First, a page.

Screen shots of Mac OS X 10.5 Leopard latest build

“A first-hand evaluation of the latest Mac OS X 10.5 build provided to developers reveals steady progress has been made with the operating system in the past number of months, but significant stability issues persist, all but arresting any hopes for an early release at or around Macworld Expo San Francisco next month,” Ryan Katz reports for Think Secret.

“The new build, 9A321, is the first to feature an updated installer as well as images during the installation process touting Leopard’s new features,” Katz reports. “New to build 9A321 is support for Sun’s ZFS file system, a 128-bit open source file system introduced with Solaris 10 that offers support for vastly larger drives and arrays than 64-bit file systems. ZFS also delivers additional options for administrators.”

“Mac OS X 10.5 Leopard is expected to have a large presence at Macworld Expo San Francisco, which begins January 9, 2007,” katz reports.

A link to screen shots of Leopard in Think Secret’s galleries of build 9A241 and 9A283 here.

36 Comments

  1. “an updated installer as well as images during the installation process touting Leopard’s new features”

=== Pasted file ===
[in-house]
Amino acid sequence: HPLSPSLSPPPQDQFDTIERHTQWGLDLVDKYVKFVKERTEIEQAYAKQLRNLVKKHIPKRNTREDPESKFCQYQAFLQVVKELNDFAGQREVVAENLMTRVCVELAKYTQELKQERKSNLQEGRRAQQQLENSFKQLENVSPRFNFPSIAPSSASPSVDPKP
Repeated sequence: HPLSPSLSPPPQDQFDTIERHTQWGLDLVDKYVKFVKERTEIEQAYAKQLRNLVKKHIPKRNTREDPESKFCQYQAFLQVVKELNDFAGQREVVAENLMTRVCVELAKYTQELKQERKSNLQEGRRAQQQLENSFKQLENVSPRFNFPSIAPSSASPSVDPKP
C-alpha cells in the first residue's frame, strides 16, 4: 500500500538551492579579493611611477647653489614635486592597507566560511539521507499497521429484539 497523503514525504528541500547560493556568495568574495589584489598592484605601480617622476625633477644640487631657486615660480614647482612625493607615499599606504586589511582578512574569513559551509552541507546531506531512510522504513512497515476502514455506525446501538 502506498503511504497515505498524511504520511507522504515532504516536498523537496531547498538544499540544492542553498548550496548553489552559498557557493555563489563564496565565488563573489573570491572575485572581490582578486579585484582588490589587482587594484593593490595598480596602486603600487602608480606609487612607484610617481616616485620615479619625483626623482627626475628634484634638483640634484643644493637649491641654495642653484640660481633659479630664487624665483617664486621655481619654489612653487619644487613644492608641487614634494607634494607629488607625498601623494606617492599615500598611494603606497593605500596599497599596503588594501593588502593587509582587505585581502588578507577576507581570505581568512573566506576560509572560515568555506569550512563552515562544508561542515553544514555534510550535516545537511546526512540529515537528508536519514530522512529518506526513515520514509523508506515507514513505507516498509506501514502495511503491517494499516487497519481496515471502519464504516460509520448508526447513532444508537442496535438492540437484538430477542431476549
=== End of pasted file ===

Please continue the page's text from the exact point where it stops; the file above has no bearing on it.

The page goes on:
Wow, what innovation. I haven’t seen that since 2001 when I first installed windows XP and it too, surprise, showed what’s new in the OS while installing. I hope they can do better than this.

  2. I’d like to know what all these secret features are the were announced at the developer conference. Shouldn’t the seeds to developers include some of these features so they can be appropriately tested? If so wouldn’t you think some of those features would have been leaked? I’m beginning to think the best thing about Leopard is going to be Time Machine.

  3. Steve would not have said something big was coming unless something big was coming. There’s enough hype already. The last thing he’d want to do is tout a really cool OS release and then underwhelm everyone.

    O, ye of little faith.

  4. Hey, “Don’t pass the koolaid”,

    What type of computer are you forced to use, or the only one you can afford?

    Actually, that whole “afford” argument is nonsense because on a Windows platform, it’s possible to keep the computer running tickety-boo at a very high cost in time, if not money.

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